Skiffia francesae

First Describer: 
Kingston, 1978
Goodeid
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Original Description: 

KINGSTON, D.I. (1978): Skiffia francesae, a New Species of Goodeid Fish from Western México. Copeia (3): pp 503 - 508

Etymology: 

The species is named for Frances H. Miller, in recognition of her help in furthering our understanding of Mexican fishes.

Holotype: 

Collection-number: UMMZ 201177. The Holotype is an adult male of 29.5mm SL, collected by R. R. Miller and J. M. Fitzsimons, 22.02.1970.

English Name: 
Golden Skiffia
Mexican Name: 
Tiro dorado
Synonyms: 

none

Karyotype: 

2n = 48    2m/ 6sm/ 40stt (following Uyeno, Miller & Fitzsimmons, 1983)

Size: 
The maximum known SL is 43mm
Terra typica: 

The Holotype comes from the Río Teuchitlán, below and just E of Teuchitlán, near the road between HW 70 and Etzatlán in Jalisco.

Status after IUCN: 

Extinct in the wild

Status after J.Lyons (2011): 

Extinct; Comment: Captive populations exist

Distribution and ESU's: 

This species comes from the Pacific Slope and is only known from the Río Teuchitlán of the Río Ameca basin in Jalisco.

Habitat: 

The habitat is a quiet, thermal and clear to murky water with only a slight current. Substrate is deep mud with a few rocks, silt and sand. A few species of aquatic plants are present, comprising EichhorniaPistia, Ceratophyllum and Potamogeton. The Golden Skiffia prefers depths of less than 0.5m. Miller and Fitzsimons measured watertemperatures between 24 and 26°C (February 1976). The water is heavily polluted.

Colouration: 

Males are bright gold with superimposed gray cast, especially intense in courting. Courting males show gray borders on the dorsal, anal and caudal fins and gray pelvic fins. There is a black crescent present at the base of the caudal peduncle, In non-courting males, the gold colouration is most evident in the dorsal, anal and caudal fins and faintly present along the caudal peduncle. Some scattered, small gray spots may occur at the base of the caudal fin and on the dorsal fin. Females and juveniles are gray-green with scattered small black flecks along the lateral scale row and the dorsal surface. The fins are clear. The base of the caudal peduncle has got a small black crescent.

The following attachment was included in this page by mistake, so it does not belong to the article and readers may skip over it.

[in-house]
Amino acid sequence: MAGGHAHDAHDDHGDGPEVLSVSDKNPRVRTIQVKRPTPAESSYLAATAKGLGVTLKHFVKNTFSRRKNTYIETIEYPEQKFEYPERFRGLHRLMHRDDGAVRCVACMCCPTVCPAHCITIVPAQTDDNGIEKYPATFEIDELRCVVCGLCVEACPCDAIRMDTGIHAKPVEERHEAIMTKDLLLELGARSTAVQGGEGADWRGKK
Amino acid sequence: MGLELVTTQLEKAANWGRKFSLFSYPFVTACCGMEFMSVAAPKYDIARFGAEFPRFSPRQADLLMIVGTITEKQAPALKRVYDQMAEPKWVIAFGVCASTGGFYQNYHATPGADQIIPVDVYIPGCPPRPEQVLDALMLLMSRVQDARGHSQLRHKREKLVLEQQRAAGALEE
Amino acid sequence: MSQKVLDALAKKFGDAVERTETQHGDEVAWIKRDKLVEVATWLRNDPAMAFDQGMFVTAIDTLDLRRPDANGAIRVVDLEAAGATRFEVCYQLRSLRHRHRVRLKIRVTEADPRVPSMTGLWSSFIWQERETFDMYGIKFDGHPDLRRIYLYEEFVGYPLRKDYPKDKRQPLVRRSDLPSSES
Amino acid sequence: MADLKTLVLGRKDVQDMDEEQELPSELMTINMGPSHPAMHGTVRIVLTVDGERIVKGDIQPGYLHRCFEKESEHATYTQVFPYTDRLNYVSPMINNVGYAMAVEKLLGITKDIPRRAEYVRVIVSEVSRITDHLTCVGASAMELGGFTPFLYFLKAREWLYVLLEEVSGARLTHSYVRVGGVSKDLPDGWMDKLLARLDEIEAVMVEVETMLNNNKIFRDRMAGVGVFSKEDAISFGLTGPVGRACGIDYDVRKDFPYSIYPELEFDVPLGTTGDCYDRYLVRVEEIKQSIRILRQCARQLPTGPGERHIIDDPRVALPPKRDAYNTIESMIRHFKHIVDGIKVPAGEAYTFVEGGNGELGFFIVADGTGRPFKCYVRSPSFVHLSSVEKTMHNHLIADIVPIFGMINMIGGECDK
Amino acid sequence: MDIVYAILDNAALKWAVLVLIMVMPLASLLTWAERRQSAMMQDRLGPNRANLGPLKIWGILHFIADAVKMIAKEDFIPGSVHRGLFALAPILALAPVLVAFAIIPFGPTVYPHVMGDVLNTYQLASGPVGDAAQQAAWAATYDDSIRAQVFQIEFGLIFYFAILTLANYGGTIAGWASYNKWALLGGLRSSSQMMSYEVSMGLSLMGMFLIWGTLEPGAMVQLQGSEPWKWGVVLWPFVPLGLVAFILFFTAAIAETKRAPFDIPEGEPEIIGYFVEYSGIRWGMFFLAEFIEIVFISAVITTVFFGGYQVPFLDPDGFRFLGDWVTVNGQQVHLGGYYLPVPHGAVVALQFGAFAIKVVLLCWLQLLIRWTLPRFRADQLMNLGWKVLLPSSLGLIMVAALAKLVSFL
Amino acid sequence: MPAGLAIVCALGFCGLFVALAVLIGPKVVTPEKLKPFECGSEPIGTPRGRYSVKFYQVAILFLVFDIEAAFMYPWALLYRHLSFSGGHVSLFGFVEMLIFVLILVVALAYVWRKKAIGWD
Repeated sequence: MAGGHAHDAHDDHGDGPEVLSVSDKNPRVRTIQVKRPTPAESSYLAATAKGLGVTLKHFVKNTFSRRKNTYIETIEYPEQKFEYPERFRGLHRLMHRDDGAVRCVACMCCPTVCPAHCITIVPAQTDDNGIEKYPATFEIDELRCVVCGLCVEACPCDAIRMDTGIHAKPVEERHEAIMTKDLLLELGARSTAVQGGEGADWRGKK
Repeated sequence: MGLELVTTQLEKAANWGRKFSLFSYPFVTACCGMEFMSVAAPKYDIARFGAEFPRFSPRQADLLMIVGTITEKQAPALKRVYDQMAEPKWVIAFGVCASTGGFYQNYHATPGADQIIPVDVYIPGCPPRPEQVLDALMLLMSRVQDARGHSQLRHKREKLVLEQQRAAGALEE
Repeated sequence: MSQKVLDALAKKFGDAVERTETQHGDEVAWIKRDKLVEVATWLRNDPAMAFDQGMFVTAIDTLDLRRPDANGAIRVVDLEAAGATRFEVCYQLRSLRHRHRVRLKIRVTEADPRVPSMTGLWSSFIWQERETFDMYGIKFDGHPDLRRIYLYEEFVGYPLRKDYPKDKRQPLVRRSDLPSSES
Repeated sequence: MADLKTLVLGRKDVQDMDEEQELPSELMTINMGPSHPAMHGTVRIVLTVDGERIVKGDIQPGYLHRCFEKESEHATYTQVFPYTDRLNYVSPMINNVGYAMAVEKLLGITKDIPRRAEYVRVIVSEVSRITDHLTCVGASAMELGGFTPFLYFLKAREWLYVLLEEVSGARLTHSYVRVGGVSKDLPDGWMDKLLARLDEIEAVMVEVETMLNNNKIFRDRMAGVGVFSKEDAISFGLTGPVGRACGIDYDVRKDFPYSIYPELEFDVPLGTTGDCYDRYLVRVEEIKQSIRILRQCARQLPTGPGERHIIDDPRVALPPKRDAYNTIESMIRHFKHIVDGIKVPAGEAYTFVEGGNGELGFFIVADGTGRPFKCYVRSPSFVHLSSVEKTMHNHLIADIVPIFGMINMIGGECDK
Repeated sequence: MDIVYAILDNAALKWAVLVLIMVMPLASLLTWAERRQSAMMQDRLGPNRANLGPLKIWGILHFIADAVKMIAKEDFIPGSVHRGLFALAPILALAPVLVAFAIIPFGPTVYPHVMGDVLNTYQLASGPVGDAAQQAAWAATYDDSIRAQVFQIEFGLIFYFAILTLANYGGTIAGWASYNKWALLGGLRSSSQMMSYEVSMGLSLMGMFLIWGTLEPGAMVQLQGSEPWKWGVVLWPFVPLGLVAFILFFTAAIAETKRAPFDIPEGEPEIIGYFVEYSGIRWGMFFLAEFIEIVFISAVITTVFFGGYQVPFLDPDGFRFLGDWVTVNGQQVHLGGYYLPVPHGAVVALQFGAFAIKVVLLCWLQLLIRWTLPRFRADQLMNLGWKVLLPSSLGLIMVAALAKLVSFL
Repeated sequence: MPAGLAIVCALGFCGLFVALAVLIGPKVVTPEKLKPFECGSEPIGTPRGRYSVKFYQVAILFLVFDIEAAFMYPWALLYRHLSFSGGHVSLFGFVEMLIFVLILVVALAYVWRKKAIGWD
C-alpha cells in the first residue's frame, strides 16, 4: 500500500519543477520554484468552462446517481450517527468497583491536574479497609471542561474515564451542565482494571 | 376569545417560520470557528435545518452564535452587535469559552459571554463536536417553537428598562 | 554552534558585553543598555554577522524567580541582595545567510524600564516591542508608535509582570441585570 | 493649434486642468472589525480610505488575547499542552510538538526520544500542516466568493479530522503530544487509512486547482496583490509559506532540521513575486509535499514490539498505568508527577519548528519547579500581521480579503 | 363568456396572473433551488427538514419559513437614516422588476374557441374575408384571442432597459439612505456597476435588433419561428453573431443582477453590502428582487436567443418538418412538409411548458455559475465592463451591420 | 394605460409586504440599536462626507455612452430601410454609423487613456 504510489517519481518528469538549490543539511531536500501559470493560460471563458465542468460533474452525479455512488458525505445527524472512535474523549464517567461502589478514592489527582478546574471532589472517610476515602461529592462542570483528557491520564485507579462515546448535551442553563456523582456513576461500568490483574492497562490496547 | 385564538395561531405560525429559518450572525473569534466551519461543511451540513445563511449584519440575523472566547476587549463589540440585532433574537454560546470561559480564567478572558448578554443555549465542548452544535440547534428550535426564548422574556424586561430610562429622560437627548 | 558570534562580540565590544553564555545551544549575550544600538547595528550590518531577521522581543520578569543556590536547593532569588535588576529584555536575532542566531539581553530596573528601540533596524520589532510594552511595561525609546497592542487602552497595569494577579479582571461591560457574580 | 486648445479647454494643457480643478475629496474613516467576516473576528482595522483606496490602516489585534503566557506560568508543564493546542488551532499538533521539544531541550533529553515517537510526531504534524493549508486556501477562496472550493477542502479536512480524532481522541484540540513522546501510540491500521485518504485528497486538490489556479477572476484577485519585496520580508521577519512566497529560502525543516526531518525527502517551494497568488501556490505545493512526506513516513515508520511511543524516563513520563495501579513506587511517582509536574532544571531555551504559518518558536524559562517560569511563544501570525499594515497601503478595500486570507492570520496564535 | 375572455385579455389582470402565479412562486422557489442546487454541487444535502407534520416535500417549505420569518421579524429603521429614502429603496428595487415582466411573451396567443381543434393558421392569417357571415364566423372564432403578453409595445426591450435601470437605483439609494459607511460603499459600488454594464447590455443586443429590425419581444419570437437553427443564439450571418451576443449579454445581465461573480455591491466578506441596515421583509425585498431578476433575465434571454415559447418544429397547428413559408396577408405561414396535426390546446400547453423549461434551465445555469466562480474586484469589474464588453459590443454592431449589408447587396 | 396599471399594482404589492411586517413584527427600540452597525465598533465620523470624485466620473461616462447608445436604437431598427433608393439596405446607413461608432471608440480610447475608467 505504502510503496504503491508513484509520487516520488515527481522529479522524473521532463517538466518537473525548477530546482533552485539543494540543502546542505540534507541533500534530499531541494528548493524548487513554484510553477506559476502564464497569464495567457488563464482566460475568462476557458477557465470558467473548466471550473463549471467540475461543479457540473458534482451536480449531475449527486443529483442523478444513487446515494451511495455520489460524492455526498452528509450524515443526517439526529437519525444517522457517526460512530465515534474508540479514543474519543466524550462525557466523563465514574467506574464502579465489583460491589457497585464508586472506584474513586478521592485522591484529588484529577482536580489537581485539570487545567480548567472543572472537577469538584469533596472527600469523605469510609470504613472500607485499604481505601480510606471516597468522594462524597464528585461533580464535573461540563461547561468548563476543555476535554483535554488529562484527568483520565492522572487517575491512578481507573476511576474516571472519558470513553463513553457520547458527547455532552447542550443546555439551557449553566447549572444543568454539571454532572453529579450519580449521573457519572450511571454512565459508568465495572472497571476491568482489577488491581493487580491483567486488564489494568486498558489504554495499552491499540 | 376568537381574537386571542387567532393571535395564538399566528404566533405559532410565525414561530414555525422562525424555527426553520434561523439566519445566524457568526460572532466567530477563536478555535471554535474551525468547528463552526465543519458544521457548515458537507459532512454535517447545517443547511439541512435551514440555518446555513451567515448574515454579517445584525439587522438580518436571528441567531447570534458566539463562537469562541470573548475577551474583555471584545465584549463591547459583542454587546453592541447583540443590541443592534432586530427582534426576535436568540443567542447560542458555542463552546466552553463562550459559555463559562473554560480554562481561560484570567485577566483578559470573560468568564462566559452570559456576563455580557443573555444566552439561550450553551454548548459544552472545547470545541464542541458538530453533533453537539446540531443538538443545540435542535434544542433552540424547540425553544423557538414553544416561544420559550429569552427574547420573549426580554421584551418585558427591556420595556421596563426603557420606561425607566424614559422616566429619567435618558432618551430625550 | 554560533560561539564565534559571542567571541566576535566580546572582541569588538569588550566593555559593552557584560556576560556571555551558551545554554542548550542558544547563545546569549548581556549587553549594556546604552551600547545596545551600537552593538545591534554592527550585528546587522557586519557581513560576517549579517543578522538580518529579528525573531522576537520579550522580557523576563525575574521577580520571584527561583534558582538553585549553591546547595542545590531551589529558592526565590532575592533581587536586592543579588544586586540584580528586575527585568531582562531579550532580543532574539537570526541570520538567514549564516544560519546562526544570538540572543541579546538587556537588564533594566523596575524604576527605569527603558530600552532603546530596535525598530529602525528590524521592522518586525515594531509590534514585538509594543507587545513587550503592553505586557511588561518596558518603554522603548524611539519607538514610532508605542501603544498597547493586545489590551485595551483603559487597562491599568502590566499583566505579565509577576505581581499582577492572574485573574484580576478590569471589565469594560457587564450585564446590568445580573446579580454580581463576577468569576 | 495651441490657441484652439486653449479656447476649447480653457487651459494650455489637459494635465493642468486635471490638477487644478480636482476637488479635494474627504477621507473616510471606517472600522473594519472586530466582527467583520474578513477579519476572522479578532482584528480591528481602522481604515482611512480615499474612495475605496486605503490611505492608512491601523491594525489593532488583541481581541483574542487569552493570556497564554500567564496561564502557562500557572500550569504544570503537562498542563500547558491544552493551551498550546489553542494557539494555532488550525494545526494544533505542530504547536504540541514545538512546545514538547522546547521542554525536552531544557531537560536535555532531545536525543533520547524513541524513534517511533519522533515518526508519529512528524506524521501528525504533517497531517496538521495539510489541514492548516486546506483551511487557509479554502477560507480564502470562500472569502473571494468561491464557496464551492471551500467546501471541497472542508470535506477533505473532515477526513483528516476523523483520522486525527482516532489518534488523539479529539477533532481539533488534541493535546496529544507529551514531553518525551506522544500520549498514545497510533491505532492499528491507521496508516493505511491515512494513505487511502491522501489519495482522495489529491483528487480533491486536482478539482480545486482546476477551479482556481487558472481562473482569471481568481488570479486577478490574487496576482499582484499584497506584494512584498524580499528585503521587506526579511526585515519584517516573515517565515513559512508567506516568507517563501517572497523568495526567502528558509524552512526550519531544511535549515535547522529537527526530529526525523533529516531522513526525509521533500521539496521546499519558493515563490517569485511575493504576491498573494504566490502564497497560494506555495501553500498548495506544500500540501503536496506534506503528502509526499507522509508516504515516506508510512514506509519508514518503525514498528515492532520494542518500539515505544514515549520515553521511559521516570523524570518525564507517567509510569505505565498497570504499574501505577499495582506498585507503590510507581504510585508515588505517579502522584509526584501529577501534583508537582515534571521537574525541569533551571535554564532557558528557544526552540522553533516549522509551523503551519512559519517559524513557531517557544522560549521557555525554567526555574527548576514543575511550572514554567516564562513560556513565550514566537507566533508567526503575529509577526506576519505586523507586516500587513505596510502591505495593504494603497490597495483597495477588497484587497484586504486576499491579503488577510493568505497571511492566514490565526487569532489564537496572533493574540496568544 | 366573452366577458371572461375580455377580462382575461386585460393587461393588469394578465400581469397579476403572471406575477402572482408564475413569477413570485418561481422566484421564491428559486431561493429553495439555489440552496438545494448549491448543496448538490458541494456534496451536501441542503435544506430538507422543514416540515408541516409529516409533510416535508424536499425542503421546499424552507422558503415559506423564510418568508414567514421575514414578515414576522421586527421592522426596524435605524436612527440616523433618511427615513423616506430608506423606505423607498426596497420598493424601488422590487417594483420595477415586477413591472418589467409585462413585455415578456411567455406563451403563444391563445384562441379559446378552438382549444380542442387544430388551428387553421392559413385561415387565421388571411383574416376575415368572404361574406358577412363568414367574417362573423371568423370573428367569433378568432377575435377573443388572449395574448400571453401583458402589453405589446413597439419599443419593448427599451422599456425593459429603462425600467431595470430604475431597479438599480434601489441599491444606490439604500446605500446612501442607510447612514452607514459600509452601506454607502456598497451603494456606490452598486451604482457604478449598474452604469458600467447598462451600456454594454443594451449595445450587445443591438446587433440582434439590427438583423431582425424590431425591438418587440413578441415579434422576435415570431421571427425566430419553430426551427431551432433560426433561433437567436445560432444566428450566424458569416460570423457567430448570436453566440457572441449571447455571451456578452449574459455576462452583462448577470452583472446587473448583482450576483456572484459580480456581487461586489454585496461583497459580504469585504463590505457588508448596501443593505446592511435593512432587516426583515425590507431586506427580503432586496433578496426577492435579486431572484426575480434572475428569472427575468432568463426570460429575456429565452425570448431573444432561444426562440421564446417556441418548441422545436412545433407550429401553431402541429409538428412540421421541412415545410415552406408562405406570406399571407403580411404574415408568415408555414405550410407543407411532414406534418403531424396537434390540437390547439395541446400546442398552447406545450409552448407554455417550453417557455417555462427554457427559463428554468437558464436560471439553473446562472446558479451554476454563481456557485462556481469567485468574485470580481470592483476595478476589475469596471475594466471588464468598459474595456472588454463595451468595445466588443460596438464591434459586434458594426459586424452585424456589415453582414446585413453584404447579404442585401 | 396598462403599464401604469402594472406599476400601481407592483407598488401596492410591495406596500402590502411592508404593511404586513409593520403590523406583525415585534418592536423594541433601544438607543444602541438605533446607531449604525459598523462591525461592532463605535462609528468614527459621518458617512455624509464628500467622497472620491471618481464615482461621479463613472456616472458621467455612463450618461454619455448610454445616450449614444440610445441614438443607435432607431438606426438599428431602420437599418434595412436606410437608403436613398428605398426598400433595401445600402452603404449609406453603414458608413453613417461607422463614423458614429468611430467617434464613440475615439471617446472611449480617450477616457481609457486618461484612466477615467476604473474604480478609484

Biology: 

Kingston documented 14 broods from wild caught fish. The mean number of young per brood has been 9, with a range from 5 to 15. The size of the newborn ranged from 8.5 to 10.7mm SL (based on three broods).

Diet: 

The gut is about 2 to 3 times the length of the fish. Kingston documented the content, mainly pennate diatoms, some (probably Ulotrichales et al.) filamentous algae, one small snail and a few pollen grains. The teeth are mainly bifid in both rows. This species is definitively grazing aufwuchs and algae. Another indication for this feeding behaviour are the upturned lips and the wedge-shaped head.

Remarks: 

Skiffia francesae is very close to Skiffia multipunctata, and sometimes thought to belong to this species. However, there are differences in the body-shape, the size and the colouration. 

 

Kingston (in the original description 1978) designated Skiffia francesae as a dwarf-species, evolved from Skiffia multipunctata.


This species lived in the Río Teuchitlán and disappeared from this river by competition through Xiphophorus maculatus, pollution and fragmentation and modification of the springs into a water recreation area. The Río Teuchitlán, former resembling a paradisiac river, is nearly completely dead. This situation has been the driving force for Ivan Dibble (who loved that river) to start the Mexico Fish Ark Project to rescue endangered fish in Mexico.

 

In the recent years, a colourful Skiffia has been found in the Sayula-valley (Cuyacapan spring). From size and colouration, it resembles very close francesae. Phylogenetically, it ranges between francesae and multipunctata, being definitely closer to francesae (however, even multipunctata is very close to francesae). It might belong indeed to Skiffa francesae, following Dominguez (pers. comm. 2011). In 2011, the Cuyacapan spring has dried out and so even this species/population might be extinct in the wild. However, visits in he future will reveal more facts.

Photos: 

 Image 1: male from the Río Teuchitlán

Image 2: a photo composition, showing both sexes from the Río Teuchitlán

Image 3: group of pond-raised fish from the Río Teuchitlán

Image 4: male from the Río Teuchitlán

Copyright by Omar Domínguez Domínguez

Image 5: female from the Río Teuchitlán

Copyright by Omar Domínguez Domínguez

Image 6: female from the Río Teuchitlán, pond-raised

Copyright by Martin Ravn Tversted/ Lars Vig Jensen

Images 7 and 8: Skiffia sp. from Cuyacapán spring, males

Copyrights by Martin Ravn Tversted/ Lars Vig Jensen

Image 9:  Skiffia sp. from Cuyacapán spring, male

Copyright by Omar Domínguez Domínguez

Images 10 and 11: Skiffia sp. from Cuyacapán spring, females

Copyrights by Ravn Tversted/ Lars Vig Jensen

Image 12: Skiffia sp. from Cuyacapán spring, females

Copyright by Omar Domínguez Domínguez

Image 13: pair of Skiffia francesae, Río Teuchitlán

Image 14: male from the Río Teuchitlán

Image 15: male from the Río Teuchitlán during an exhibition

Image 16: pair from the Río Teuchitlán during an exhibition

Image 17: male from Skiffia sp. from Cuyacapán spring, a short time after sampling

Images 18 - 20: males from Skiffia francesae from the Río Teuchitlán

Copyright: Anton Lamboj

Image 21: male Skiffia sp. from the Cuyacapán spring

Copyright: Anton Lamboj

Image 22: female Skiffia sp. from the Cuyacapán spring

Copyright: Anton Lamboj

Images 23 - 26: Skiffia francesae, males

Copyright: Elke Weiand

Images 27 and 28: Skiffia francesae, females

Copyright: Elke Weiand